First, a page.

Here's something you don't see too often: a ransomware creator unearthing the master decryption key for public consumption. That's exactly what we're seeing from Petya's original developer, allowing those affected by certain versions of Petya to recover their data, and developers the ability to create decrypters to make the entire process that much easier.
Unfortunately, there are a number of major caveats here. The biggest one is the fact that most of those affected by these specific versions of Petya dealt with it last year, not recently. It stands to reason that many of those folks did not clone or keep their drive, because it could have felt like a lost cause. If you still have the data, you should now be able to decrypt.
Another major gotcha is the fact that this doesn't aide those dealing with the more recent NotPetya spin of Petya (which was originally called Petya, confusing matters). Petya's creator, a group calling itself Janus Cybercrime Solutions, has denied any involvement with NotPetya. It's actually believed that the release of NotPetya is what caused the Janus group to cough up the master key for older versions. Janus denies involvement in NotPetya; it's an unofficial fork that changes a few things up.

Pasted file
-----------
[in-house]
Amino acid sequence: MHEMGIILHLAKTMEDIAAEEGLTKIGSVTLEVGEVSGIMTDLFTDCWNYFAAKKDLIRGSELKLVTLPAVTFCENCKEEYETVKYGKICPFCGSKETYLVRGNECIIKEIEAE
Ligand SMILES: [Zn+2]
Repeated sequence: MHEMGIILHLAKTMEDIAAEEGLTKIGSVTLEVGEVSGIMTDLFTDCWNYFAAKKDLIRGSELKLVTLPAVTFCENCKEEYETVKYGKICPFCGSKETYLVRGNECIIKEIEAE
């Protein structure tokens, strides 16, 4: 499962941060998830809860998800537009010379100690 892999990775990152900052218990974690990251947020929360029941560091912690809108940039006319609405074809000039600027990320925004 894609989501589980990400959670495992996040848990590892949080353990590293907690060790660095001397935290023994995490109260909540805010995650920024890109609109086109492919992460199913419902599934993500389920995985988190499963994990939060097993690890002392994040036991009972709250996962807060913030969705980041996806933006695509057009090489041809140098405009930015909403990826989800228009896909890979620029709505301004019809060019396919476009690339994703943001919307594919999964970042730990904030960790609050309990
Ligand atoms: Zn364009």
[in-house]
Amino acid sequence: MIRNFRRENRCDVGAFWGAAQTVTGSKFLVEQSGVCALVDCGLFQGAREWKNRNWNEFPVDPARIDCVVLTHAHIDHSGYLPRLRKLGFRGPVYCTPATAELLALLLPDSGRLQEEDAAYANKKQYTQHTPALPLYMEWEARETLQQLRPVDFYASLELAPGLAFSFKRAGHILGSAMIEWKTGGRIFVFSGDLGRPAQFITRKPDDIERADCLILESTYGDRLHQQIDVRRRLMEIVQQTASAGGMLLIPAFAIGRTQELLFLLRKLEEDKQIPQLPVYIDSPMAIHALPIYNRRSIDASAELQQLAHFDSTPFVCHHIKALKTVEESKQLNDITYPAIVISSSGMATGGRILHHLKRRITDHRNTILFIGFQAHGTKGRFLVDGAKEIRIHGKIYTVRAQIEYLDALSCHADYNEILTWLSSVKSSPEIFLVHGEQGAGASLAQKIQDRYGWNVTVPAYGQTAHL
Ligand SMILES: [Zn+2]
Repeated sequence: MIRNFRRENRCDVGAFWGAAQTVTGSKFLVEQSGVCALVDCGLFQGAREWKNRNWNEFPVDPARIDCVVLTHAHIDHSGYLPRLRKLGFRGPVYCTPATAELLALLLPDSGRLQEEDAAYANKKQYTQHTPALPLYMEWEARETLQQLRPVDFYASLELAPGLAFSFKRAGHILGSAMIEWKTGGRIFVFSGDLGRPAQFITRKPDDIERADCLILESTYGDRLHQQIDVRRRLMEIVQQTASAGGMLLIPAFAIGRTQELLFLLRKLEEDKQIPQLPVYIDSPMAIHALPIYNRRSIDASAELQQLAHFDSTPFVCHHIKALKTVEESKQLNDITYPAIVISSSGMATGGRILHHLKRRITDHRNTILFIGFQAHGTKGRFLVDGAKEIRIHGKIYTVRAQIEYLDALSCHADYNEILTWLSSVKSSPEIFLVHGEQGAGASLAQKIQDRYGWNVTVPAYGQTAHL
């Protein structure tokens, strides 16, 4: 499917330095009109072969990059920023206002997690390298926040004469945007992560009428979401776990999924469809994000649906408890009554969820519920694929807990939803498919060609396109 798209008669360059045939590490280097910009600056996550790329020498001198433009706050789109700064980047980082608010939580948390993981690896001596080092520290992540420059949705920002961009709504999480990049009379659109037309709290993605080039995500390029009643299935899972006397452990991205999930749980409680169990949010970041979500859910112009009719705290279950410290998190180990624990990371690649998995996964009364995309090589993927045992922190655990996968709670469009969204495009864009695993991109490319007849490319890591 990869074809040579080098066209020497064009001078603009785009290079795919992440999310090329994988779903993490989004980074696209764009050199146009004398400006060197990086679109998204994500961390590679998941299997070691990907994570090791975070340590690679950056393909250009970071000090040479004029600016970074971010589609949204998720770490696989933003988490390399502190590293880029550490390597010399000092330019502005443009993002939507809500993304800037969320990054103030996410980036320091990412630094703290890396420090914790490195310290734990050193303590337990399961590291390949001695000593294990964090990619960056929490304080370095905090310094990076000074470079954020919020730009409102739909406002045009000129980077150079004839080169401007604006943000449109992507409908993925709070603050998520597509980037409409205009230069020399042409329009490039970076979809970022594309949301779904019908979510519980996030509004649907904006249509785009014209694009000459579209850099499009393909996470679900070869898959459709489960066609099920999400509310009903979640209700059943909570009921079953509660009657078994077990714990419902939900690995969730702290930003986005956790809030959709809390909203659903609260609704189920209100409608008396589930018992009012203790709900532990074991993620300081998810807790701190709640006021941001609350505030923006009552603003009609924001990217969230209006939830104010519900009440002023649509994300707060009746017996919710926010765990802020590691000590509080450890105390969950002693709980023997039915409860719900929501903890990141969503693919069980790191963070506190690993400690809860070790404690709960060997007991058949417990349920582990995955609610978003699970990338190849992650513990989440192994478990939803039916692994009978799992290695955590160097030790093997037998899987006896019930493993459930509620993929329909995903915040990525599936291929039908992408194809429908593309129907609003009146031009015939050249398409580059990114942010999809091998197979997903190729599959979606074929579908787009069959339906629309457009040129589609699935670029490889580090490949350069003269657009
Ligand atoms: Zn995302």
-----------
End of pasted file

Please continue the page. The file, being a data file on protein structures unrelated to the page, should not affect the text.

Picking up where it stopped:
If you were affected with Petya which featured a white skull on a red background, green skull on black background, or yellow skull on black background, this master key release will help get your data back. If you haven't been bit by Petya, it's important to continue doing your due diligence in avoiding getting struck by this kind of headache. We should really be mimicking Steve Ballmer's "Developers, developers, developers!" chant to instead say, "Backups, backups, backups!"